Noam Chomsky has escalated his criticism of Donald Trump as “undeniably” the worst criminal in history. Chomsky has been a very vocal critic of the US President.
In Chomsky’s latest comments on Trump, he told the Jacobin magazine that Mr Trump was a “tin-pot dictator” and that Republicans were “worse than the old Communist Party”.
“This sounds strong, but it’s true: Trump is the worst criminal in history, undeniably. There has never been a figure in political history who was so passionately dedicated to destroying the projects for organised human life on earth in the near future,” he said.
Chomsky said the world would emerge from the pandemic at a terrible cost, but would not emerge from Mr Trump’s crime of climate change.
He added: “The cost is greatly amplified by the gangster in the White House, who has killed tens of thousands of Americans, making this the worst place in the world [for the coronavirus].
“We will emerge [from the pandemic, but] we’re not going to emerge from another crime that Trump has committed, the heating of the globe. The worst of it is coming — we’re not going to emerge from that.”
US president Donald Trump drew something closer to the jam-packed audience of political supporters he has been craving as he urged hundreds of young conservatives in Arizona to get behind his re-election effort.
The Students For Trump gathering at a crowded Dream City Church in Phoenix offered a starkly different feel compared to Mr Trump’s weekend rally in Tulsa, Oklahoma – his first of the coronavirus era – which drew a sparse turnout.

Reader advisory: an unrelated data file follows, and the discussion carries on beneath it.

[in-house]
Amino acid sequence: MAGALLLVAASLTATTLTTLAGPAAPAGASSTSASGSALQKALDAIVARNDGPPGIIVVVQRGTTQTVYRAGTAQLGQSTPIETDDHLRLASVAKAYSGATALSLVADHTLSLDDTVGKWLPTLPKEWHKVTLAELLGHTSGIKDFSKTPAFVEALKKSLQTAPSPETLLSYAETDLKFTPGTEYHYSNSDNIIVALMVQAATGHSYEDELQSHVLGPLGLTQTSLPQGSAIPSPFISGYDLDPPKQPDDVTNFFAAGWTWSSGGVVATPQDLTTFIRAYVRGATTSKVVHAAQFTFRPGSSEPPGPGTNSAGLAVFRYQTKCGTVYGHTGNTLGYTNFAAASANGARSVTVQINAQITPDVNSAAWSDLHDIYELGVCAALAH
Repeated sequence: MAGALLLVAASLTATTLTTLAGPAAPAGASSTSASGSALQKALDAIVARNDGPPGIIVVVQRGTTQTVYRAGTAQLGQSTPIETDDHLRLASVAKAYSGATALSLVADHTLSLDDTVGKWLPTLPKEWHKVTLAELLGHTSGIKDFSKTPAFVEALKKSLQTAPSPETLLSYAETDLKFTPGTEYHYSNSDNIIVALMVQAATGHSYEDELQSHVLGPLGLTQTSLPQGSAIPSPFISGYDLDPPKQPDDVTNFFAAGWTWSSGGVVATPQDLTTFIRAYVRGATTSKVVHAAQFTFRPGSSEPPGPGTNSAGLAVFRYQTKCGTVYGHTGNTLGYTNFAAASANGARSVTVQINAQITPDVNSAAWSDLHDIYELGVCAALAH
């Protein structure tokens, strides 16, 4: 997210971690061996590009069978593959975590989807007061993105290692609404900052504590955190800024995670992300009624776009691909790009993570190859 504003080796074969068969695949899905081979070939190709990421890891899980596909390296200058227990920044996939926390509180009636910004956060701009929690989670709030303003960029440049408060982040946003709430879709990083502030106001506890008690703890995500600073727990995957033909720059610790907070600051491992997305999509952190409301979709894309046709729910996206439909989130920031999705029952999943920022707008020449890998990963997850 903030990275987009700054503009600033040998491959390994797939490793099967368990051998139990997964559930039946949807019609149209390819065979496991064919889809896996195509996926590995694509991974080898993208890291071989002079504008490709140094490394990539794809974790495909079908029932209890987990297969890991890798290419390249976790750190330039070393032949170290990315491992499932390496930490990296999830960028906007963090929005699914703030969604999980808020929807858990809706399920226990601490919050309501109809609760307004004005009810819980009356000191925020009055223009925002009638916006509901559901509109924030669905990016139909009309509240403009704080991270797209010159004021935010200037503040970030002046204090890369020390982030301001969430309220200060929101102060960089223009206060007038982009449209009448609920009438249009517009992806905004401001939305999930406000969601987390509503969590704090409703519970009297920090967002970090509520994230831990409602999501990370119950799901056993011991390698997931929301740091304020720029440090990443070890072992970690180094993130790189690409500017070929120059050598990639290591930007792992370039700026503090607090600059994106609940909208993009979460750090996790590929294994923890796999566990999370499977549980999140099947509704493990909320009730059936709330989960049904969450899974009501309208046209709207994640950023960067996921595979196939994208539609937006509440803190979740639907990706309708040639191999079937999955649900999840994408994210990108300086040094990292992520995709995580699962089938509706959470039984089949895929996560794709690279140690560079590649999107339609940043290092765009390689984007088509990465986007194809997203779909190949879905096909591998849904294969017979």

In Phoenix, Mr Trump hailed “patriotic young Americans who stand up tall for America and refuse to kneel to the radical left”.
He said: “You are the courageous warriors standing in the way of what they want to do and their goals.
“They hate our history. They hate our values, and they hate everything we prize as Americans.”
The US leader was looking to regain campaign momentum after Tulsa, which was supposed to be a sign of America’s reopening and a show of political force.
Instead, it generated thousands of empty seats and led to questions about the president’s campaign leadership and his case for another four years in office.
The low turnout sharpened the focus on Mr Trump’s visit to Arizona, which doubles as both a 2020 battleground state and a surging coronavirus hotspot.
With the Phoenix event, which was organised by Turning Point Action, a group chaired by Trump ally Charlie Kirk, the president hoped to turn attention away from his slumping poll numbers, surging coronavirus infections in huge swathes of the US south and west, and a virus-ravaged economy.
His address featured typical Trump lines – boasts about television ratings, ridicule of his likely Democratic presidential opponent Joe Biden, and resentment over China’s handling of the coronavirus crisis.
As he did in Oklahoma over the weekend, Mr Trump referred to the virus as “kung flu”, a pejorative term which Asian-Americans and many other people say is racist.
Mr Trump seemed to revel in the energy of a packed venue. He also offered his supporters a dark warning.
“This will be in my opinion the most corrupt election in the history of our country,” he said. “And we cannot let this happen.”
Mr Trump has in recent days stepped up claims that expanded postal voting will lead to electoral fraud.
Throughout his trip to Arizona, which included a visit to the US-Mexico border, the Covid-19 pandemic shadowed Mr Trump.
Democratic mayor of Phoenix Kate Gallego made it clear she did not believe Mr Trump’s speech could be safely held in her city – and urged the president to wear a face mask.
However, Mr Trump has adamantly refused to wear a mask in public, instead turning it into a red-vs-blue cultural issue.